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Resonon | WinRoots: A High-Throughput Cultivation and Phenotyping System

Date: 2022-05-01
浏览次数: 5

WinRoots: A High-Throughput Cultivation and Phenotyping System for Plant Phenomics Studies Under Soil Stress

Stress due to soil composition, such as salinity, heavy metals, and nutrient deficiency, is a primary cause for crop yield reduction. Crop soil stress tolerance is a complex trait that involves the regulation of a variety of genetic and non-genetic factors such as plant morphology, metabolism, and gene regulatory networks. Traditional crop phenotyping is generally carried out in the field, which is time-consuming and labor-intensive, suffers from low throughput, and can routinely be affected by natural environmental factors beyond the control of the researcher. Under such conditions, it is hard to obtain highly accurate phenotypic data to meet the requirements of phenomics studies. In past decades, several HTP (high-throughput phenotyping) platforms have been developed for use in the field or under controlled conditions. But their operation and maintenance costs are extremely high. In addition, research aimed at crop phenotyping usually focuses on the aboveground parts of plants while the acquisition of data from root morphology is much more limited. Roots, however, are the major route for water and nutrient uptake in plants, and they may also serve as storage organs for carbohydrates, as well as the direct sensing organ of soil stress. Root morphology and root physiological functions change under soil stress. Therefore, phenotyping roots is an integral part of studying the plant phenome under soil stress conditions. Existing crop phenotyping platforms cannot fully meet the specific needs of phenomics studies of plant response to soil stress in terms of throughput, environmental controllability, or root phenotypic acquisition.

Based on this, in the attached article, a group of Chinese scientists from School of Life Sciences, Shandong University and Weifang Academy of Agriculture Sciences describe the recently developed WinRoots platform, a high-throughput plant cultivation and phenotyping system for plants grown in a soil matrix. They phenotyped soybean (Glycine max) plants exposed to salt stress as a proof of concept and demonstrated the uniformity and controllability of soil stress conditions and the high throughput of the WinRoots system. And they developed optimized salt stress conditions and phenotypic indices suitable for high-throughput phenotyping of salt tolerance in soybean. In addition, a high-throughput multiple-phenotypic analysis indicates that the cotyledon character can serve as a useful non-destructive indicator of the whole-seedling salt tolerance in soybean.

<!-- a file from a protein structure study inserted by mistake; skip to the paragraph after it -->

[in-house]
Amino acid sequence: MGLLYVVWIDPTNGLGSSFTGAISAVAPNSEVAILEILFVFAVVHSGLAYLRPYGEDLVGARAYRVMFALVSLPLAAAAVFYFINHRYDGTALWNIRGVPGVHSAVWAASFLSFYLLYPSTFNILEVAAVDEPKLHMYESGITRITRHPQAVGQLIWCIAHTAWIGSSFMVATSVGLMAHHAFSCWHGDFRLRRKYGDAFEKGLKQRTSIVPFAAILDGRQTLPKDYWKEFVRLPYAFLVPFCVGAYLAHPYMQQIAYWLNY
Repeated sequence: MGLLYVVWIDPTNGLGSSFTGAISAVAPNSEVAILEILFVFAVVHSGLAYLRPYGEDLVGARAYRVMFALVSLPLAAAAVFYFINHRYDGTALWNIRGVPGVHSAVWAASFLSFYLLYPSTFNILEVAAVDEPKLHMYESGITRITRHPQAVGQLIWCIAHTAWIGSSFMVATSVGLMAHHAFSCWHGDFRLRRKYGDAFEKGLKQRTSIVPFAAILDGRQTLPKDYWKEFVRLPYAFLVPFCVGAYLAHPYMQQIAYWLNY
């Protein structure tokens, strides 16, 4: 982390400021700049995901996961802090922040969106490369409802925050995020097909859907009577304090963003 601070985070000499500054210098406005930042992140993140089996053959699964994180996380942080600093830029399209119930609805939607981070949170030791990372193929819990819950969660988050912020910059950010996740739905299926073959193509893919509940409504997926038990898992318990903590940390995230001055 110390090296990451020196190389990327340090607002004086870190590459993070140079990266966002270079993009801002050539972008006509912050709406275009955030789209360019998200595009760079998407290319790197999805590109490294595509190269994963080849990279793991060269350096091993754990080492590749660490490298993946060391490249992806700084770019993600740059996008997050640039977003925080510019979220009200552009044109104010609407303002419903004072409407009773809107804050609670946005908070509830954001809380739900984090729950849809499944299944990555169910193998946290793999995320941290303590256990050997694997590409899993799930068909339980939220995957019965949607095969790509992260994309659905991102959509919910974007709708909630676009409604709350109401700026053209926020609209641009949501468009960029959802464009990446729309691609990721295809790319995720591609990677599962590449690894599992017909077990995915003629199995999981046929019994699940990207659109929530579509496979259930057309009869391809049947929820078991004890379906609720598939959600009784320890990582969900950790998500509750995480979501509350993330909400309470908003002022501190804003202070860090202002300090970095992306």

In this research, A Canon EOS 700D digital camera and a Resonon PIKA L hyperspectral imager were used to collect RGB (in raw format) and hyperspectral images, respectively. The camera was positioned from a slidable horizontal rail 1.5 m above the plant material. The images of soybean canopy (overhead shot) and of the whole seedlings (side shot) were collected every day. On the 9th day of cultivation, images were taken of detached leaves with three replicates for each cultivar.

Resonon  | WinRoots: A  High-Throughput Cultivation and Phenotyping System

The WinRoots system: a soil-based, high-throughput plant culture platform for phenotyping roots and whole plants. Schematic representation of the usage of the system.



Resonon  | WinRoots: A  High-Throughput Cultivation and Phenotyping System

Correlation analysis between salt stress-related traits. (A) Correlation matrix between salt stress-related traits. Data were collected from 10 seedlings of 146 different cultivars grown for 10 days under mock or 175 mM NaCl treatment.  (B) Regression curve between the predicted value and observed value. The prediction was performed in a new group including 32 cultivars.

Resonon  | WinRoots: A  High-Throughput Cultivation and Phenotyping System

Agglomerative hierarchical clustering of salt stress-related traits in soybean (A) The profile plot of the agglomerative hierarchical clustering of salt stress-related traits in soybean. Analysis was performed with the standardized indices. (B) Phenotypes of the representative cultivar for Cluster 1 and Cluster 2. Images of the whole seedlings from the soybean cultivars grown in WinRoots for 10 days. Bar, 5 cm in the whole-seedling images. Bar, 5 mm in the seeds images. (C) The comparison between the indices of Cluster 1 and Cluster 2


In conclusion, the WinRoots system provides uniform and controllable soil stress conditions for seedling growth, can be used for high-throughput cultivation and phenotyping under soil stress, and helps provide accurate and diverse soil stress-related phenotypic data. WinRoots therefore offers an improved method to analyzing complex traits such as soil stress.

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